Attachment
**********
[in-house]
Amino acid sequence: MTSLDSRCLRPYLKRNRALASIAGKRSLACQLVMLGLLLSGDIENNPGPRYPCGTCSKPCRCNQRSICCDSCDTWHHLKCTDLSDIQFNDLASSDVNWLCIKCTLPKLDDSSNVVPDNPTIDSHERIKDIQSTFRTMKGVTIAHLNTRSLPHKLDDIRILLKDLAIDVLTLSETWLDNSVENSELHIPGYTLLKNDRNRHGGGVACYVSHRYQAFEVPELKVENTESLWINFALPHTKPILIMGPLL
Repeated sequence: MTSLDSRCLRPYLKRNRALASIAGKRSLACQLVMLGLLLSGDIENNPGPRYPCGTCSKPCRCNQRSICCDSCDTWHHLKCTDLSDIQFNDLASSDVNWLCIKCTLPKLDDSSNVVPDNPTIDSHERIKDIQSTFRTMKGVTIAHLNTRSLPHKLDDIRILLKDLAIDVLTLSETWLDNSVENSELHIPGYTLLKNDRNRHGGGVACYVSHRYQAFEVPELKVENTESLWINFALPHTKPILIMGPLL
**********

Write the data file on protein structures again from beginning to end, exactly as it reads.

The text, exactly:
[in-house]
Amino acid sequence: MTSLDSRCLRPYLKRNRALASIAGKRSLACQLVMLGLLLSGDIENNPGPRYPCGTCSKPCRCNQRSICCDSCDTWHHLKCTDLSDIQFNDLASSDVNWLCIKCTLPKLDDSSNVVPDNPTIDSHERIKDIQSTFRTMKGVTIAHLNTRSLPHKLDDIRILLKDLAIDVLTLSETWLDNSVENSELHIPGYTLLKNDRNRHGGGVACYVSHRYQAFEVPELKVENTESLWINFALPHTKPILIMGPLL
Repeated sequence: MTSLDSRCLRPYLKRNRALASIAGKRSLACQLVMLGLLLSGDIENNPGPRYPCGTCSKPCRCNQRSICCDSCDTWHHLKCTDLSDIQFNDLASSDVNWLCIKCTLPKLDDSSNVVPDNPTIDSHERIKDIQSTFRTMKGVTIAHLNTRSLPHKLDDIRILLKDLAIDVLTLSETWLDNSVENSELHIPGYTLLKNDRNRHGGGVACYVSHRYQAFEVPELKVENTESLWINFALPHTKPILIMGPLL